Diabetes and Self-Blame

Amylia Grace Yeaman Health Guide
  • Allow me to get all Oprah and Dr. Phil on you for a moment. I had an "a-ha" moment today while watching Dr. Phil. He was speaking about blame and made it crystal clear that Blame implies intent and that in the absence of the intention to do something, there is no need to blame yourself (or another). Blaming yourself is unhealthy and unnecessary. A better choice? To me, it's all about claiming a healthy responsibility for one's actions without self-blame--to develop a curiosity about one's choices, behaviors and subsequent results instead of staying hooked on blame.  It's always in this way--through a curious wonder and the willingness to claim my part of responsibility for things that the insightful and necessary deeper realizations have gently come to me.

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    How does this relate to diabetes?


    I'm sure you can find the link, but for me, I've spent far too much time blaming myself for things that are out of my control. With diabetes, it's a slippery slope. There's a fine line between feeling empowered to change things--stepping up to the plate and admitting that yes, I could be making better choices when it comes to diet and exercise and perhaps my bolus for that meal was off, and falling into the blame game. While it's true I control what goes into my mouth and how much I move my body and how much insulin I program into my pump, it is not true that these things alone contribute to my results. There is not always a clear link between how many units of insulin I program, what I eat, how much I exercise and what my bloodsugar numbers are. And I could do the exact same thing one day and receive quite different results the next. So for me, I try to remind myself that I never intend to harm myself or take too much insulin nor do I intend to have hypo/hyperglycemia or any host of down-the-line complications, and that helps me, to an extent, avoid the blame game.


    But with diabetes, the game is constant. I'm not perfect and I'm not a perfectionist, so there are always going to be things I could be doing better, and on some level I'm always going to know that yes, I have made poor choices at times that have given me poor results. And there are times when I do my absolute best and still get crap results. Or times when I don't make the best choices and still get great results. So what gives?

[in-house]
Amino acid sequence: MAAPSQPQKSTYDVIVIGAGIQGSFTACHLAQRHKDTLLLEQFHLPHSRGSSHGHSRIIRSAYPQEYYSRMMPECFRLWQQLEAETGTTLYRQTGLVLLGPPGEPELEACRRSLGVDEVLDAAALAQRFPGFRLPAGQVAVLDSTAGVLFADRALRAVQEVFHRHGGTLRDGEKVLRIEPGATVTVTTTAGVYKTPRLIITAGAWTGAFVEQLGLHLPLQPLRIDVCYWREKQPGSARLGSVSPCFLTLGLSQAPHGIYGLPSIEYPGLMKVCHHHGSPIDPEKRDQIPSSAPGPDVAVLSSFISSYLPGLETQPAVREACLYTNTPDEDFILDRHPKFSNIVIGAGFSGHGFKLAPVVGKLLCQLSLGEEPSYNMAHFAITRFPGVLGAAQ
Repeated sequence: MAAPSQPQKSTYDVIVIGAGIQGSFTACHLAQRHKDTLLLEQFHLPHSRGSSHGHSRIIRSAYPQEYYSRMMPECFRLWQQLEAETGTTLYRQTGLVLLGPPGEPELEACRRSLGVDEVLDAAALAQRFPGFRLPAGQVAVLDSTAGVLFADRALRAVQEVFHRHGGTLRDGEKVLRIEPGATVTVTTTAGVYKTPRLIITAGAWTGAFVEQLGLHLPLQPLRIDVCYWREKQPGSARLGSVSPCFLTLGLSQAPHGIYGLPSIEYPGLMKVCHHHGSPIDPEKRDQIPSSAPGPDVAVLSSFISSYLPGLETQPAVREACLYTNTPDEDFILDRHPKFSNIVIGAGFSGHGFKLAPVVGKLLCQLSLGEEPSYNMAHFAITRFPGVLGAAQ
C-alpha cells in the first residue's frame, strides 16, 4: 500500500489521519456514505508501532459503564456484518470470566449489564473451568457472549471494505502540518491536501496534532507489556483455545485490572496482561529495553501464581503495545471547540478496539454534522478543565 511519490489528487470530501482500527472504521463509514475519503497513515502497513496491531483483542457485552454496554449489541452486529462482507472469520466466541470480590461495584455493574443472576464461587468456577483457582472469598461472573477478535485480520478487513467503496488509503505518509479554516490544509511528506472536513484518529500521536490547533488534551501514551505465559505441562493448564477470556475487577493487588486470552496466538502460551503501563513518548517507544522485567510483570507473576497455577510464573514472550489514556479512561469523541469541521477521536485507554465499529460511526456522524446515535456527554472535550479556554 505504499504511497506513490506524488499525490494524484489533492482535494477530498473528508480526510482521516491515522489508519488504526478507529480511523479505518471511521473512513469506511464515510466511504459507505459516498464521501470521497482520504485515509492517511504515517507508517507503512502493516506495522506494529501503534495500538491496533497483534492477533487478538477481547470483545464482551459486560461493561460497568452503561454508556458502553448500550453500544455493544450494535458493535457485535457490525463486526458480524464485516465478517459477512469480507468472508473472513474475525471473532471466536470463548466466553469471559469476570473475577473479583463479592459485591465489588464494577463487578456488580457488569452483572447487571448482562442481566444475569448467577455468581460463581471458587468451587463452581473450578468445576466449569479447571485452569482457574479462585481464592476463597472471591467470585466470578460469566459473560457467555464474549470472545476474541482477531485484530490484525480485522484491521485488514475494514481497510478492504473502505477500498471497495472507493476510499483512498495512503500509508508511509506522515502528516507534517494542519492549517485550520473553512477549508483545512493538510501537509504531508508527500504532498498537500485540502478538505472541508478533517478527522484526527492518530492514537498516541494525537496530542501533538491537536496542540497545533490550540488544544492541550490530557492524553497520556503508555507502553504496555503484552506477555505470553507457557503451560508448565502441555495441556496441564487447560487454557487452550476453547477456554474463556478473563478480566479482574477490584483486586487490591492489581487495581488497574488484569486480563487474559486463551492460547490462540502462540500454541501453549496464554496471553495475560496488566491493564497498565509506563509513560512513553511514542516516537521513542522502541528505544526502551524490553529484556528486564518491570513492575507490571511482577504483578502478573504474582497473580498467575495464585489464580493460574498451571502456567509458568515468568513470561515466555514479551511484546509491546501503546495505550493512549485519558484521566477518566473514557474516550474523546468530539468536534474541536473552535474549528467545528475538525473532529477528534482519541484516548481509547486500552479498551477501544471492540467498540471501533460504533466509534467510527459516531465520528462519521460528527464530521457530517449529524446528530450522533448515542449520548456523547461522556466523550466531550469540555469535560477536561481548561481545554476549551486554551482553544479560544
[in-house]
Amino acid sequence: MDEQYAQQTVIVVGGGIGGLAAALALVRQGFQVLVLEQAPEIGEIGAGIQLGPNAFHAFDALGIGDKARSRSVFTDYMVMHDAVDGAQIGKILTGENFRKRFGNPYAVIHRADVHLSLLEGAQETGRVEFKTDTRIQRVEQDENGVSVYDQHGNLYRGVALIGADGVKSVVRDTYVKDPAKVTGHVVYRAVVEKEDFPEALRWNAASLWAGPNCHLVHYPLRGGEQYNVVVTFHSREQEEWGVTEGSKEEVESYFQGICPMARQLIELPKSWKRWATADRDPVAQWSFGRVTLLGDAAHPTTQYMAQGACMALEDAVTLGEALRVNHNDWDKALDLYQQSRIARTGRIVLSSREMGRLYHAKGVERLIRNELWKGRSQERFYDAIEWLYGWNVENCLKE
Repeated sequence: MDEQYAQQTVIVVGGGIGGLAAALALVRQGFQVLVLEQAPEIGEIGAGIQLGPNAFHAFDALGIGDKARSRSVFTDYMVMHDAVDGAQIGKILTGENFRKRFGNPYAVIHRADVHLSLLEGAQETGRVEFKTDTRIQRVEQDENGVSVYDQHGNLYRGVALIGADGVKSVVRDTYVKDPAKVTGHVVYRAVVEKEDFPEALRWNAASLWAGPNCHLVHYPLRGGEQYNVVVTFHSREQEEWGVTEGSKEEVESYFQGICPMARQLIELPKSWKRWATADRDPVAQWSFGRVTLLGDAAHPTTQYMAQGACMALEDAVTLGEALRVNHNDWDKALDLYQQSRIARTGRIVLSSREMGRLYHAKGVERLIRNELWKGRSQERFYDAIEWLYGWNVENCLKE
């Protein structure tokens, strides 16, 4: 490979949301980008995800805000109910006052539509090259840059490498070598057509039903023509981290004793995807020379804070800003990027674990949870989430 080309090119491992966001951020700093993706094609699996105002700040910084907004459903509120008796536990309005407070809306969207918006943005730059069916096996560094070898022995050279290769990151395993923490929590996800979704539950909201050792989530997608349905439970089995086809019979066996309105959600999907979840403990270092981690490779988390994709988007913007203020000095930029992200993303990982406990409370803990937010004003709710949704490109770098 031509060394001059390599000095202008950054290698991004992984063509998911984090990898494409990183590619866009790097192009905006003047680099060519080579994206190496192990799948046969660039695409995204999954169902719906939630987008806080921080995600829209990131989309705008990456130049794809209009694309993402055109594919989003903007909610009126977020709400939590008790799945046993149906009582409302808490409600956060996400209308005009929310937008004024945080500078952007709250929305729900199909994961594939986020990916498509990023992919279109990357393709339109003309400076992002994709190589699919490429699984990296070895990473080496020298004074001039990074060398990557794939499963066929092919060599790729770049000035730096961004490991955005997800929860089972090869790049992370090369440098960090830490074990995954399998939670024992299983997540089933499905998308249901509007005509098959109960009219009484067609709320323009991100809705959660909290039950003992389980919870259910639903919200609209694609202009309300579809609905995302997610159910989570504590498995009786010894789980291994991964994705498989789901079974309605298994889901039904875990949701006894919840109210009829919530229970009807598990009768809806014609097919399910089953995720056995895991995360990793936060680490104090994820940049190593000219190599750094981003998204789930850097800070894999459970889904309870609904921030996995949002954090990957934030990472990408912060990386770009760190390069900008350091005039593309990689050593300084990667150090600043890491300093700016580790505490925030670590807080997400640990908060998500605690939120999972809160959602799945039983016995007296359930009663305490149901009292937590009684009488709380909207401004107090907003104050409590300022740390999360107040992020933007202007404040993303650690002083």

All I know is this:  it's so hard not to blame myself, even knowing I'm doing my best and that "my best" changes depending on where I'm at. I'm coming out of a period of major depression right now, and so my best today means getting up and not eating breakfast, testing and trying to stay in range knowing full well I'm not going to get my daily dose of vegetables, water and exercise, that I'll probably have two slices of pizza for dinner because it's all I've got in the house besides eggs, rye bread and a quarter gallon of skim milk. And that isn't the best choice, but right now, it's all I've got. Without a job and a source of income, my groceries have become less than ideal.


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    But the bottom line is this:  I need to stop beating myself up for it. I really am doing the best I can for where I'm at right now. I'm not trying to let myself off the hook, but anyone whose been through a major depression knows how debilitating it can be--and while I know what I should be doing, some days I just can't seem to get there. Funny thing is, I keep thinking I wish I could go get my A1C drawn now because I'm sure it'll be under seven, which it hasn't been in a while. Which just proves that the A1C is not the benchmark of great diabetes care. I've gained weight and stopped exercising, am on more insulin that I should be and having more lows than ever, and yet, my A1C is probably quite good. It's like I want some kind of validation that I'm at least doing something right---testing 5-10 times a day, going to the doctor, correcting when high/low and yet, I know it'd come as a hollow victory because the truth is I am not in ultimate health nor am I where I want to be and I know that I'm the only one that can change that.


    Writing about it is a start. It feels good to "out myself" about this burden of blame and depression I've been carrying around with me these past few months (which is part of the reason you've seen so little of me lately). Yes, I'm coming out of it and the veil is lifting, but change doesn't usually happen overnight and so I remind myself to take it one step at a time and stop the blame game because that game just makes me feel worse, and no good can come from that. The new question I've just started to ask myself with every thought or choice is simply this:


    "Is this going to make me feel good?"

    And if the answer is yes, this is going to make me feel good (not just on a superficial level like eating pancakes on Fat Tuesday would), but a deep down satisfying good feeling--like the feeling after exercise or after getting out in the fresh air on a walk with my mom), then I make myself do it, even if I don't feel like it--which is a hard thing to do for most of us, but especially when going through a depression. But I'm doing it--one choice at a time.

    What do you guys do when you start to play the Blame Game? Or how do you help lift yourself out of a depression or feeling bad about yourself? (BTW, I am on an anti-depressant which is a great help and have a wonderful therapist, so that's covered--I'm talking little daily nuggets of wisdom to get through the rough spots).

    Please leave your thoughts or feedback in the comments section. Thank you!

Published On: December 03, 2009